With that said, here are the 4 kayak categories within the specialty kayaks:

Kayak Types: Folding Kayaks

If you struggle with storage space, I hear ya! Many of my friends would love to paddle board and surf and kayak, but they don’t have the storage room for a single air mattress, let alone a couple of boards and a boat.

So, if space if your problem and you would like a kayak that’s easy to transport, then a kayak that folds itself would be a pretty sensible option.

You will find it to be a little less rugged compared to a hard-shell kayak, but it won’t be an issue when it comes to performance.

Kayak Types: Inflatable Kayaks

Inflatable boats also give you quite a lot of space, just like the folding ones. Thanks to the modern-day perfected materials they use, these kayaks are sturdy and versatile and perform well in general.

They aren’t as efficient as some of the kayak types above, so longer trips in whitewater aren’t recommended but are better for close to shore kayaking. Recreational, to be precise.

Inflatable kayaks, just like inflatable stand up paddle boards are even more durable than the sturdy ones because they bounce off obstacles. So these kayaks are great for flowing rivers.

Among these kayaks, you can find some (although pricier) designed for some serious kayak touring.

Read more about inflatable kayaks and inflatable canoes in my complete guide

Kayak Types: Tandem Kayaks

If you and your friend or partner love kayaking, why not save money and chip in for a tandem kayak both?

These kayaks are more stable than single kayaks and are great for taking the whole family on a kayak trip during a sunny summer’s day.

Kayak Types: Pedal Kayaks

If you want to fish off of your kayak or photograph the scenic views around you or watch the wildlife with binoculars, then pedal propulsion system kayaks are just the thing for you.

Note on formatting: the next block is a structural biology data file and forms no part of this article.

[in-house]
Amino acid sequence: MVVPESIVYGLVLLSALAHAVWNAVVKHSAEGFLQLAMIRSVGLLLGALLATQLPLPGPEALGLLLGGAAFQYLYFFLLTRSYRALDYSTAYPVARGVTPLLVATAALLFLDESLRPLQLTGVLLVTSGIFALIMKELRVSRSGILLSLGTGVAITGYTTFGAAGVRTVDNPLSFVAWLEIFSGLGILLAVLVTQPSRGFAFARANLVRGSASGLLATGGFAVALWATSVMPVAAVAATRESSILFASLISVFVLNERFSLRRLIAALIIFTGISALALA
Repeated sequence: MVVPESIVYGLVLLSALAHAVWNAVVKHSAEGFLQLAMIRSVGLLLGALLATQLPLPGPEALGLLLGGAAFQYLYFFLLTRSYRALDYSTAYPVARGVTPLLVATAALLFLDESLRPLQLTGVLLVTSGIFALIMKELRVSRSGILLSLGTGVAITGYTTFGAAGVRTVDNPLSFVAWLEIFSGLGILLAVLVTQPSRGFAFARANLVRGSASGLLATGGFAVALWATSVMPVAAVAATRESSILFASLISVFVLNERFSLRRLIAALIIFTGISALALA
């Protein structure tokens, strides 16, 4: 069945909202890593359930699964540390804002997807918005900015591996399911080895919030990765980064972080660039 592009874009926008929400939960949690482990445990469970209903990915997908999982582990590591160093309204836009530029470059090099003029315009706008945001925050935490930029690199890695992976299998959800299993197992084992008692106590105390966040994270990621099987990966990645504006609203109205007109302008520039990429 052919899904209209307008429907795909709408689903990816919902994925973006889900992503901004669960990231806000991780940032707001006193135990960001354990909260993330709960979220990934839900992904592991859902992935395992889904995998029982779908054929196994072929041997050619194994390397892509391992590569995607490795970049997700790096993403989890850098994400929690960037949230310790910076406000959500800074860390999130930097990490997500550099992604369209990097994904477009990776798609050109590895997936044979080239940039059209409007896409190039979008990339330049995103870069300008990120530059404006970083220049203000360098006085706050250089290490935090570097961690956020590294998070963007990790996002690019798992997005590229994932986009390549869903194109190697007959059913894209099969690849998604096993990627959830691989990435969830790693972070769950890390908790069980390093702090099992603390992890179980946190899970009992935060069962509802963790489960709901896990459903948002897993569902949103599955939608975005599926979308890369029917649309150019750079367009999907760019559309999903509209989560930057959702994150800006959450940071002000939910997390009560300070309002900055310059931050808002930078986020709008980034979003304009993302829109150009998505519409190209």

These kayaks use bike-like pedals that turn a prop or push-pedals that power a pair of fins. They are super easy to use, and the steering of such kayak is done via a rudder operated by hand control.

In such kayak, you are sitter slightly higher so that you can make the pedaling motion in full. This kayak is also wider than the rest and is quite stable. Plus, since you are using your legs and your movement doesn’t only depend on your arms for pedaling, you can get in greater distances in a shorter timeframe without getting too tired.

One of the downsides of such kayak is that the whole pedaling system adds to the cost of the kayak, and it requires more maintenance than the other regular ones.

Also, you have to be mindful of how shallow you are in the water because of the prop or fins beneath. Also, with such a system, you aren’t able to handle quick turns or rough waters like you would in the other types of kayaks.

Another additional downside is the weight of these kayaks. They are quite more massive than the other kayaks and bulkier, so you have to consider that when planning for storage space and transport.

Last updated on 17/05/2024 01:24

Kayak Materials, Weight and Price

When buying a kayak, no matter the category and the type, you should always go for the lighter one. This will allow you straightforward handing, and you can pack more gear to carry with you without being weighed down by the overall weight.

However, there’s a catch. The lighter the kayak is, the pricier it will be.

Namely, the cheapest option out there is the polyethylene plastic. It is inexpensive and abrasion-resistant, but it is the heaviest option. Plus, if you take longer trips in it, you will start to notice the wear and tear from the sun. So, you have to store it in a covered location when not in use.

The ABS plastic weighs slightly less and is slightly more expensive than polyethylene, but it offers the same reliable durability. It has a better UV resistance as well.